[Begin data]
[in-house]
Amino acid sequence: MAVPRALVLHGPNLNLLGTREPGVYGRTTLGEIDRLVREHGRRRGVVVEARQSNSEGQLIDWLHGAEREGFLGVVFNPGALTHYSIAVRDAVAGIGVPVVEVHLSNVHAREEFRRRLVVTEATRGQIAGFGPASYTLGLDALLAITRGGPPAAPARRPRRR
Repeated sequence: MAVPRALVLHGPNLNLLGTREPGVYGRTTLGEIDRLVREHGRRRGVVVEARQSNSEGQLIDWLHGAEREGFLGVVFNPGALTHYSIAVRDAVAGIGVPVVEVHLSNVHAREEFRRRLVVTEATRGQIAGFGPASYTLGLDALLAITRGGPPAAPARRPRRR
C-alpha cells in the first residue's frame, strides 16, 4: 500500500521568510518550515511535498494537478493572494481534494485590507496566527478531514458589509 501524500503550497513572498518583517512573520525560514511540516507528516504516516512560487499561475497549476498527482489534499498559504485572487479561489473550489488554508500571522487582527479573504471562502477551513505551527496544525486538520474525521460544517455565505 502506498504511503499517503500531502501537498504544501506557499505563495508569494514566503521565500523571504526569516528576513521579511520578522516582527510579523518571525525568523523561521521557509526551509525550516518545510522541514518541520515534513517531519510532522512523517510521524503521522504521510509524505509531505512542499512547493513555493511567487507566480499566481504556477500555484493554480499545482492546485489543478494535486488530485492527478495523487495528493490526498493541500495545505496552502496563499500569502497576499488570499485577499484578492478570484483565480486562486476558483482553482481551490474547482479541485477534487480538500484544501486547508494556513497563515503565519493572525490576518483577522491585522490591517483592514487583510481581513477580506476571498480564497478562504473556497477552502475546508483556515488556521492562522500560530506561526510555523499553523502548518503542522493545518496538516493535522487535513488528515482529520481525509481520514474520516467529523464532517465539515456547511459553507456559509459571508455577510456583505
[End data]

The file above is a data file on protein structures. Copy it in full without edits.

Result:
[in-house]
Amino acid sequence: MAVPRALVLHGPNLNLLGTREPGVYGRTTLGEIDRLVREHGRRRGVVVEARQSNSEGQLIDWLHGAEREGFLGVVFNPGALTHYSIAVRDAVAGIGVPVVEVHLSNVHAREEFRRRLVVTEATRGQIAGFGPASYTLGLDALLAITRGGPPAAPARRPRRR
Repeated sequence: MAVPRALVLHGPNLNLLGTREPGVYGRTTLGEIDRLVREHGRRRGVVVEARQSNSEGQLIDWLHGAEREGFLGVVFNPGALTHYSIAVRDAVAGIGVPVVEVHLSNVHAREEFRRRLVVTEATRGQIAGFGPASYTLGLDALLAITRGGPPAAPARRPRRR
C-alpha cells in the first residue's frame, strides 16, 4: 500500500521568510518550515511535498494537478493572494481534494485590507496566527478531514458589509 501524500503550497513572498518583517512573520525560514511540516507528516504516516512560487499561475497549476498527482489534499498559504485572487479561489473550489488554508500571522487582527479573504471562502477551513505551527496544525486538520474525521460544517455565505 502506498504511503499517503500531502501537498504544501506557499505563495508569494514566503521565500523571504526569516528576513521579511520578522516582527510579523518571525525568523523561521521557509526551509525550516518545510522541514518541520515534513517531519510532522512523517510521524503521522504521510509524505509531505512542499512547493513555493511567487507566480499566481504556477500555484493554480499545482492546485489543478494535486488530485492527478495523487495528493490526498493541500495545505496552502496563499500569502497576499488570499485577499484578492478570484483565480486562486476558483482553482481551490474547482479541485477534487480538500484544501486547508494556513497563515503565519493572525490576518483577522491585522490591517483592514487583510481581513477580506476571498480564497478562504473556497477552502475546508483556515488556521492562522500560530506561526510555523499553523502548518503542522493545518496538516493535522487535513488528515482529520481525509481520514474520516467529523464532517465539515456547511459553507456559509459571508455577510456583505